• Greater shares of organizations across all care segments in Wave 13 than in Wave 12 reported increasing occupancy. However, more organizations with assisted living and independent living report occupancy decreases than occupancy increases.

    • Regarding the change in occupancy from one week ago, between 21% and 26% of organizations with independent living, assisted living, and/or memory care units and 28% of organizations with memory care beds reported an increase in week-over-week occupancy. The majority of respondents cited no changes in occupancy from the prior week. Organizations with nursing care beds and/or independent living units reported the highest shares of week-over-week occupancy increases.

Improvement in Access to PPE and COVID-19 Testing Kits

Respondents were asked: “Considering access to PPE (personal protective equipment) and COVID-19 testing kits, my organization has experienced that access has improved… Very little, it is still difficult to obtain enough PPE/testing kits in most markets/Somewhat, in some markets it is easier to obtain PPE/testing kits than in others/Considerably, we typically have no difficulty obtaining PPE/testing kits, regardless of market”

    • While there’s been some improvement in recent waves of the survey, still only about half of the respondents find it easy to obtain PPE and COVID-19 test kits. Slightly fewer respondents reported no difficulty getting PPE in Wave 13 than in Wave 12 (51% vs. 59%), however, slightly more in Wave 13 noted no difficulty getting COVID-19 test kits (52% vs. 45%).

Time Frames for Receiving Back COVID-19 Test Results

Respondents were asked: “Regarding COVID-19 test results (either for staff, residents or prospective residents) results typically come back within…”

    • The time frames for receiving back COVID-19 test results did not continue to trend as positively in Wave 13 as Wave 12. Just over one-third of respondents (38%) received their COVID-19 test results within 2 days, down from 43%.
    • Importantly, the majority (62%) note that it still takes more than 3 days to receive test results—however, this is down from 87% in Wave 10.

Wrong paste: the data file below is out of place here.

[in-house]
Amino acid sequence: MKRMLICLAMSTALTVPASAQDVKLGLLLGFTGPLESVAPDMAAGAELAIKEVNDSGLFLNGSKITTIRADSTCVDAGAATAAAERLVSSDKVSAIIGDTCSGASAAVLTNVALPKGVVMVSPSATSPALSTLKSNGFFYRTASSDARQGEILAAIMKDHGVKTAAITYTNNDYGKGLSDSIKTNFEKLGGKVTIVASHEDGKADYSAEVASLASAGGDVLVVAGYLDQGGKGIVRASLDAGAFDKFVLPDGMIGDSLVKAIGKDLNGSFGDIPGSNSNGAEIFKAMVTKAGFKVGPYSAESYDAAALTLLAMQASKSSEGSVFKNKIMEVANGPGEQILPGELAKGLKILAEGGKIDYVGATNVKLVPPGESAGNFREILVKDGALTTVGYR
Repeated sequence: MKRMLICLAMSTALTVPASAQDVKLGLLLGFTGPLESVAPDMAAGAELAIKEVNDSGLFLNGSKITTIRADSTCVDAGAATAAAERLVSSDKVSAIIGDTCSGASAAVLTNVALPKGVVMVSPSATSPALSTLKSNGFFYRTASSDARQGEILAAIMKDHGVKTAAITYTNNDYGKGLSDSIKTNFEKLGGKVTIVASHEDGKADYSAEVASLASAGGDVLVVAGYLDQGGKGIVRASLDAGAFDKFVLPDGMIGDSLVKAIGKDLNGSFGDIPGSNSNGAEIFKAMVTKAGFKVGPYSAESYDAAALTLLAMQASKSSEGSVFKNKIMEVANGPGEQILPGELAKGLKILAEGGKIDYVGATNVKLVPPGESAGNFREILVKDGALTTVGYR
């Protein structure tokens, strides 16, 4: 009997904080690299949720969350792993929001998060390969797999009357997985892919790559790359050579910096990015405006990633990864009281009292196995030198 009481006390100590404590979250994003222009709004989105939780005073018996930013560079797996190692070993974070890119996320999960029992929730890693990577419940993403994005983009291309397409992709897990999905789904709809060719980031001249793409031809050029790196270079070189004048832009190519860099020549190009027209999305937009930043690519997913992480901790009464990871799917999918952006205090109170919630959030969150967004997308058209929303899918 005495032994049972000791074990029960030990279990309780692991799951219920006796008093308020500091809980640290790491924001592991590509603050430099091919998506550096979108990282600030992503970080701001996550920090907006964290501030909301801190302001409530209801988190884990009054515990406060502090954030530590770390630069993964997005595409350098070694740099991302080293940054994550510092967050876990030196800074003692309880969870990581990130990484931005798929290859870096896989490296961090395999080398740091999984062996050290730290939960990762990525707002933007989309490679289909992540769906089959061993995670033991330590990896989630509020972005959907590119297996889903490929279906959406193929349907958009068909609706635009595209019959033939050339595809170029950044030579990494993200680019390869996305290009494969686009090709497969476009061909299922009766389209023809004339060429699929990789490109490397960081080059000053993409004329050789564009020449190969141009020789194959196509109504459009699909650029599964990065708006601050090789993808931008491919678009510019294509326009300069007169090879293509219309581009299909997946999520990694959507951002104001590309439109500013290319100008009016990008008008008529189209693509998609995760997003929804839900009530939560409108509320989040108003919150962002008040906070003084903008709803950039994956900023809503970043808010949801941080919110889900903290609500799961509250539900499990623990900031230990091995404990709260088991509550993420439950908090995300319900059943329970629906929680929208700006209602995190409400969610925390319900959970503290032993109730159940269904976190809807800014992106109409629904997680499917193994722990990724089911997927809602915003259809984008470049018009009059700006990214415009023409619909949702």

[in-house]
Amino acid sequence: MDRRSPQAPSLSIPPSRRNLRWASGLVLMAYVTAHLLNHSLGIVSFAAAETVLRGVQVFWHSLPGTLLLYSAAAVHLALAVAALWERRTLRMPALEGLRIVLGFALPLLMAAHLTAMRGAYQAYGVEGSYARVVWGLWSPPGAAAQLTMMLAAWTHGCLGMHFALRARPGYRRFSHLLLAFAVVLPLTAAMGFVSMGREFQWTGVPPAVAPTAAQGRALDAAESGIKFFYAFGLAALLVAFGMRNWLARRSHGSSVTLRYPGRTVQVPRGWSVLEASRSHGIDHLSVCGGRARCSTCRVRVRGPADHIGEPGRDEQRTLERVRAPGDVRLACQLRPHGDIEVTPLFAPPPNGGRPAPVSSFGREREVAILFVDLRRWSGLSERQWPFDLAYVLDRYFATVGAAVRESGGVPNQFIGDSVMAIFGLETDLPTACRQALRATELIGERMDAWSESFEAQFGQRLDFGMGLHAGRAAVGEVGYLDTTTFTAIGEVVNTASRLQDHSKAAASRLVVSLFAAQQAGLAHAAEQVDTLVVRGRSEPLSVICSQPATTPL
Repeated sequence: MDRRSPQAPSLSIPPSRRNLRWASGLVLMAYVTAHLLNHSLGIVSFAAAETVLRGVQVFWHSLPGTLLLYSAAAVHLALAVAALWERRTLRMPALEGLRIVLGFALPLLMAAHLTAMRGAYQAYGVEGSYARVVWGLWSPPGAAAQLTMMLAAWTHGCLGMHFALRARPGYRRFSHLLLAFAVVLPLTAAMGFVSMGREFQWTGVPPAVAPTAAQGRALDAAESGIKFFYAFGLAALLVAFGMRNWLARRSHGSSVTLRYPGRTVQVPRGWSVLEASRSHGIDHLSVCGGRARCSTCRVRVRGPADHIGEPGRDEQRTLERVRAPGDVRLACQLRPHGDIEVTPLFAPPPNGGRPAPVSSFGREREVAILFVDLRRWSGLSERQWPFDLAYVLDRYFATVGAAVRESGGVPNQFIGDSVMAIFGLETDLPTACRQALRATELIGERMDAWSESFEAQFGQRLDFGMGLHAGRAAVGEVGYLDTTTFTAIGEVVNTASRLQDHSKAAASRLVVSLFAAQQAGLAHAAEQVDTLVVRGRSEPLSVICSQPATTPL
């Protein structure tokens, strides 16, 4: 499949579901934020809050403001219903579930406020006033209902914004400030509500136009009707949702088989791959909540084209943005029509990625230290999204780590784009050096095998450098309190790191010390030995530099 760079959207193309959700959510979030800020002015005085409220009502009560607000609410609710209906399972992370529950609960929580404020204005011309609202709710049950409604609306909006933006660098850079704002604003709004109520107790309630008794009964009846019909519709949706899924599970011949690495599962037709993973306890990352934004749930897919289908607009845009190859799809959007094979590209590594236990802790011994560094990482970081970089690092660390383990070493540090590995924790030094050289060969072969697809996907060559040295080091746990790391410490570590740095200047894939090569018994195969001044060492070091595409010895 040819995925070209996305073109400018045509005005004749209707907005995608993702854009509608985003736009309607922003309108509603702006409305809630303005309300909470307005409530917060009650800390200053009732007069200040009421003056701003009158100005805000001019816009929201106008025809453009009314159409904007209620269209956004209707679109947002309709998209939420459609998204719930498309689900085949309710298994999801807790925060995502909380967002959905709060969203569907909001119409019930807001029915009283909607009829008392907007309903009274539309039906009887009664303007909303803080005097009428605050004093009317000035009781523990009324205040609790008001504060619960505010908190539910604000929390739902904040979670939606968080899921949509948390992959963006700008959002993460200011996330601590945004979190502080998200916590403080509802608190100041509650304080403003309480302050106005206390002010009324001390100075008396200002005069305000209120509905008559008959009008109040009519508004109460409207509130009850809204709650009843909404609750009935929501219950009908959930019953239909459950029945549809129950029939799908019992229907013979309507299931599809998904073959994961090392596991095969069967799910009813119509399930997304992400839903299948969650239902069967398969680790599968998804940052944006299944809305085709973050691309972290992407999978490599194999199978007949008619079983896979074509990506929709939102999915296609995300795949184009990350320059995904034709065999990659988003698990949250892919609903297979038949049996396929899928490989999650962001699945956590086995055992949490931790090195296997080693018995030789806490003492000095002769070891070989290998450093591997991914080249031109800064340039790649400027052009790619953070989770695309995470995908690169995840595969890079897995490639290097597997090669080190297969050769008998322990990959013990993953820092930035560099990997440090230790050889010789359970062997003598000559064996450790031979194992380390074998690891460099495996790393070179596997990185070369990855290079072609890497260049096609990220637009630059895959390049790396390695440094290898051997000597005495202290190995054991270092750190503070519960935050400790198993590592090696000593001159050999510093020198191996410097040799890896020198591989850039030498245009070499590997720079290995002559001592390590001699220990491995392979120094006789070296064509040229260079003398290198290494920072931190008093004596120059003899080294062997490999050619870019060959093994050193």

Labor and Staffing

Respondents were asked: “My organization is backfilling property staffing shortages by utilizing … (Choose all that apply).” Note: this question was asked in Wave 3, and then again in Waves 10-13.

    • Three-quarters of organizations (76%) are continuing to offer staff overtime hours in Waves 12 and 13 (down from 85% in Wave 3), and roughly half are still using agency or temp staff to fill staffing vacancies—up from 36% in Wave 3.

Owners and C-suite executives of seniors housing and care properties, we’re asking for your input! By providing real-time insights to the longest-running pulse of the industry survey you can help ensure the narrative on the seniors housing and care sector is accurate. By demonstrating transparency, you can help build trust.

“…a closely watched Covid-19-related weekly survey of [ ] operators
conducted by the National Investment Center for Seniors Housing & Care…”
The Wall Street Journal | June 30, 2020

The Wave 14 survey is available until Sunday, October 25, and takes just 5 minutes to complete. If you are an owner or C-suite executive of seniors housing and care and have not received an email invitation to take the survey, please click this link or send a message to insight@nic.org to be added to the email distribution list.

 

NIC wishes to thank survey respondents for their valuable input and continuing support for this effort to bring clarity and transparency into market fundamentals in the seniors housing and care space at a time where trends are continuing to change.

About Lana Peck

Lana Peck, a senior principal at the National Investment Center for Seniors Housing & Care (NIC), is a seniors housing market intelligence research professional with expertise in voice of customer analytics, product pricing and development, market segmentation, and market feasibility studies including demand analyses of greenfield developments, expansions, repositionings, and acquisition projects across the nation. Prior to joining NIC, Lana worked as director of research responsible for designing and executing seniors housing research for both for-profit and nonprofit communities, systems and national senior living trade organizations. Lana’s prior experience also includes more than a decade as senior market research analyst with one of the largest senior living owner-operators in the country. She holds a Master of Science, Business Management, a Master of Family and Consumer Sciences, Gerontology, and a professional certificate in Real Estate Finance and Development from Massachusetts Institute of Technology (MIT).